Teaching Tolerance, not Stereotypes
This week, Emilia turned eight months old.
She’s had a big week this week, because as well as pulling herself up from sitting to standing, she’s also started to crawl (she seems like she’s going to be an all or nothing kind of girl.)
As well as developing at a pace that makes me wish she was still a tiny bundle of joy, her hair is starting to get longer too.
With longer hair comes the responsibility of keeping it out of her eyes with clips etc, and soon I know it will advance to ponytails and bunches.
Now, I always want the kids to look their best, even if we’re stuck in this bloody lockdown, so I will do what I have to do to learn to do her hair the right way.
With introducing something to Emi comes the curiosity of Rupert. At two, it seems he can’t possibly let her have something without also approving it himself. Whenever she has a monthly update photo, he wants to get on the mat too. When she has finished in her bath chair, he wants to get in it after, and now, with her having a clip in her hair he wanted to do it too.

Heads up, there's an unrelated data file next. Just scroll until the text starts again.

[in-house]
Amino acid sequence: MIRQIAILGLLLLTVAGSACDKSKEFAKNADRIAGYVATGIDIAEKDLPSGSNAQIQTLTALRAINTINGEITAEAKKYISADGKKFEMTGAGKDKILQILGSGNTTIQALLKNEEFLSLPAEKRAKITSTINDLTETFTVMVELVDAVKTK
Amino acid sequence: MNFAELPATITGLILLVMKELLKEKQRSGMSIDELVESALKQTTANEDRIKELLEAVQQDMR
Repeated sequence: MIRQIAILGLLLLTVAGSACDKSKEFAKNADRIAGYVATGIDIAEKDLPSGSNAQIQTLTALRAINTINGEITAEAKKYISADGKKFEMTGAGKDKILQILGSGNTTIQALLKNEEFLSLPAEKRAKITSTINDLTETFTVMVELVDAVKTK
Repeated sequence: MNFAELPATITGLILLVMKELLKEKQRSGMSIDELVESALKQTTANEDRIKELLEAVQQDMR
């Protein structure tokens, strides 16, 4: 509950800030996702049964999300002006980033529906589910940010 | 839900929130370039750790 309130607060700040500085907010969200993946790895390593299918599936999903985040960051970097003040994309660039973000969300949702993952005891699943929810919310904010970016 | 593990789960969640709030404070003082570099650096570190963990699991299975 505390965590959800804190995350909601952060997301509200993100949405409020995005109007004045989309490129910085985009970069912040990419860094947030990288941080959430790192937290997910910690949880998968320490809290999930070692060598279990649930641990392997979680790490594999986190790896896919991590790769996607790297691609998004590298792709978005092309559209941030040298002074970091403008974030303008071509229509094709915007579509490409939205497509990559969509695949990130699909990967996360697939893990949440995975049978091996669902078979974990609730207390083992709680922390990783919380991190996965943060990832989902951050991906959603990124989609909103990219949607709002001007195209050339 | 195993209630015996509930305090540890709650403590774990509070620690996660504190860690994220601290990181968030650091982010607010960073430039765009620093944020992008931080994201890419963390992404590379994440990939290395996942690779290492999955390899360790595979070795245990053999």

20 years ago, I would have instantly said no to him putting something like that in his hair. I believed that boys should be boys and that hair clips and bows etc were for girls exclusively. As I matured, I drastically changed my views, and I am completely the opposite now. I’m actually a little ashamed of my past beliefs.
However, I wasn’t ever taught to be stereotypical as a child, far from it. I picked up a lot of things from society, from television in the 90s and I built my view around that. Long hair, hair clips, pink clothes, and dolls all belonged with girls, and football, cars and blue were for boys.
I remember growing up being embarrassed that I liked Westlife. For those who aren’t familiar with this incredibly talented Irish five-piece, they were stereotypically followed by girls swooning over Bryan McFadden. If I was at school and someone asked what I was listening to I would lie and tell them it was someone ‘cooler’. The truth was, I bloody loved Westlife, and I still do.
I think as a parent you can only choose to teach your children more 21st century views. I want to teach them both tolerance for people of all genders, acceptance of other people’s beliefs and views and respect for their elders – something I most definitely WAS taught as a child.
Nowadays, Rupert has pink clothes, he had a pink walker when he was younger, and he had a baby doll before his sister arrived. When they both grow up, I want them to be whatever they want to be – within legal restrictions – and we will be proud of them, no matter what.
Unless they want to go into writing – I might discourage them from that if I want them to look after me in my old age.